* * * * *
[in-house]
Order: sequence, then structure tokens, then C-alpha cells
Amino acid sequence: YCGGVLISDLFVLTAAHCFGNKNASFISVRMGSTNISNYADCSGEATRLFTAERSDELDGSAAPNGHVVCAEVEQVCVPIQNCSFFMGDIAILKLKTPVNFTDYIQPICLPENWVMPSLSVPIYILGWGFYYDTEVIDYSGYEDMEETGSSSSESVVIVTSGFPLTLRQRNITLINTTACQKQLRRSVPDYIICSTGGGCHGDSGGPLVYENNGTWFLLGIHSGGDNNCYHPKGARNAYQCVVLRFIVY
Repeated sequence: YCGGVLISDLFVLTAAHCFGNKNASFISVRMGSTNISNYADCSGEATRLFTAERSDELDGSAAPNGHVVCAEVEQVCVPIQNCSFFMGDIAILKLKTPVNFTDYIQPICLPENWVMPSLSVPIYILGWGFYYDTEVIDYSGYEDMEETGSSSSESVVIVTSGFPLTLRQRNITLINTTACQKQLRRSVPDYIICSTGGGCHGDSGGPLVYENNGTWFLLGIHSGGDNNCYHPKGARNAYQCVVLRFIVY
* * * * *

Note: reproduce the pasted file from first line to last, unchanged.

[in-house]
Order: sequence, then structure tokens, then C-alpha cells
Amino acid sequence: YCGGVLISDLFVLTAAHCFGNKNASFISVRMGSTNISNYADCSGEATRLFTAERSDELDGSAAPNGHVVCAEVEQVCVPIQNCSFFMGDIAILKLKTPVNFTDYIQPICLPENWVMPSLSVPIYILGWGFYYDTEVIDYSGYEDMEETGSSSSESVVIVTSGFPLTLRQRNITLINTTACQKQLRRSVPDYIICSTGGGCHGDSGGPLVYENNGTWFLLGIHSGGDNNCYHPKGARNAYQCVVLRFIVY
Repeated sequence: YCGGVLISDLFVLTAAHCFGNKNASFISVRMGSTNISNYADCSGEATRLFTAERSDELDGSAAPNGHVVCAEVEQVCVPIQNCSFFMGDIAILKLKTPVNFTDYIQPICLPENWVMPSLSVPIYILGWGFYYDTEVIDYSGYEDMEETGSSSSESVVIVTSGFPLTLRQRNITLINTTACQKQLRRSVPDYIICSTGGGCHGDSGGPLVYENNGTWFLLGIHSGGDNNCYHPKGARNAYQCVVLRFIVY